This blog has followed the issue of discrimination for a long time. So has my own research. I have been involved in drafting a comprehensive antidiscrimination bill for some time now. After a discussion at the CPR in Delhi last December, the Bill is now updated and available publicly at this link (along with some other related links). I will be grateful if you can send any comments etc to me, and also if you write about or use the Bill in any way, please let me know. A brief introduction follows:
India is amongst the few regimes with a constitutional commitment to a liberal democracy that nevertheless lack a comprehensive, multi-ground, antidiscrimination legislation. The Bhopal Declaration issued in 2002 seeking to chart a new course for Dalits welcomed ‘winds of change the world over’ towards inclusion and diversity and against discrimination. A conversation on the need and shape of an antidiscrimination law began after the Sachar Committee recommended it in 2006. While the UPA government did briefly consider setting up an Equal Opportunity Commission, the idea was quietly buried. Antidiscrimination law remains a key demand of groups representing women, gays, lesbians, transgendered persons, and persons living with disability. The policy debate on an antidiscrimination law has been going on for about a decade. It is hoped that the existence of a draft Bill will give concrete shape to this conversation and draw attention to details. This Bill is one such effort. It was originally designed with NCT-Delhi in mind, but has been adapted for any other state. It was discussed at a workshop organised by the Centre for Policy Research, Delhi, on the 18th of December 2015. This draft of the Bill has benefited significantly from helpful comments from the discussants at the workshop—Shyam Babu, Jayna Kothari, Saumya Uma, Vidhu Verma, Siddharth Narrain—and from many other lawyers and activists (especially Gautam Bhatia and Danish Sheikh). Further comments and criticism are welcome.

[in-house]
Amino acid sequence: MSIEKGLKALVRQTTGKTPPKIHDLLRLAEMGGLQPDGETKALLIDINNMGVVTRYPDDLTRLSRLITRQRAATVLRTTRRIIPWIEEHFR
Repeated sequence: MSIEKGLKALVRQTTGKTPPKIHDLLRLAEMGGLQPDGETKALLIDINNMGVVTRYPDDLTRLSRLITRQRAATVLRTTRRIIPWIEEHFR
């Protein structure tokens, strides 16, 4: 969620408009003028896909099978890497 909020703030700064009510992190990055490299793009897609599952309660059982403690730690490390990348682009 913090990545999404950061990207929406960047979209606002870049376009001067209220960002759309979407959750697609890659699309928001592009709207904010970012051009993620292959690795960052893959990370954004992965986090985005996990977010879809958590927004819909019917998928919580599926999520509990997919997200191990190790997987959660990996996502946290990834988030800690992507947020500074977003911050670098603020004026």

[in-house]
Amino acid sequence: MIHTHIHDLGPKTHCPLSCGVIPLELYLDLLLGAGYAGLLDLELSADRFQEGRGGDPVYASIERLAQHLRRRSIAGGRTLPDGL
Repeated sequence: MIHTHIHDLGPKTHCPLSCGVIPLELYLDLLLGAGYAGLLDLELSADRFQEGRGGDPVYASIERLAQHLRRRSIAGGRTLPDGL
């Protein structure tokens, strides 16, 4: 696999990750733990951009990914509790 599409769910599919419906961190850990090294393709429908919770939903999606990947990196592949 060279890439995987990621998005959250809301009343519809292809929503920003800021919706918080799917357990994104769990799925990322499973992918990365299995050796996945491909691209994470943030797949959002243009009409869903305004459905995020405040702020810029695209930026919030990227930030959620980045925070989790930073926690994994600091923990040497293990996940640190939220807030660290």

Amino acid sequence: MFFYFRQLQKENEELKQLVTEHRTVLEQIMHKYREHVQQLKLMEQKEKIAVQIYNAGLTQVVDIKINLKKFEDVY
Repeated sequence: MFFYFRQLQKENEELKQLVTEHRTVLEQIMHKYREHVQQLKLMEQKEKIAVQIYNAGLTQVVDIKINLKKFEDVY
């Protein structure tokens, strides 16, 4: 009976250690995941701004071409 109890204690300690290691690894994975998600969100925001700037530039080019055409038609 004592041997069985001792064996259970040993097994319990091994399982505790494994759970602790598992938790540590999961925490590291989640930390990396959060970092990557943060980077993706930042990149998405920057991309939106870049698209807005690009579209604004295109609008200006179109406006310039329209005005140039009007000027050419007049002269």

Highlights of this Bill include the following:
· The Bill creates civil liability (ss 13, 15) for acts of discrimination.
· Discrimination includes direct discrimination (s 5), indirect discrimination (s 6), harassment (s 7), victimisation (s 11) and aggravated discrimination.
· Aggravated discrimination includes boycott (s 8), segregation (s 9) and discriminatory violence (s 10).
· The duty to refrain from discrimination applies not only to public authorities and private persons performing a public function but also to public and private employers, landlords, traders and service providers (s 12(6)).
· Everyone has a duty to refrain from aggravated discrimination (s 14).
· The protection against discrimination is generally available symmetrically to dominant as well as disadvantaged groups and to majorities as well as minorities (ss 3, 4): to men as well as women, Hindus as well as Muslims, brahmins as well as dalits.
· Public authorities and private persons performing public functions have a diversification duty (ss 16, 17) to progressively increase the participation of substantially excluded disadvantaged groups.
· Public authorities have a duty to give due regard (s 21) to the need to eliminate discrimination.
· Voluntary affirmative action (s 12(4), 19) in favour of disadvantaged groups (s 20) is permitted if proportionate.
· District courts designated as Equality Courts (s 24) have the primary responsibility for civil enforcement.
· A permanent and independent Equality Commission (ss 23, 24) has the responsibility to promote the objectives of the Bill and aid its implementation.
· Protection orders (ss 30, 31) against aggravated discrimination may be obtained from the Magistrate’s court.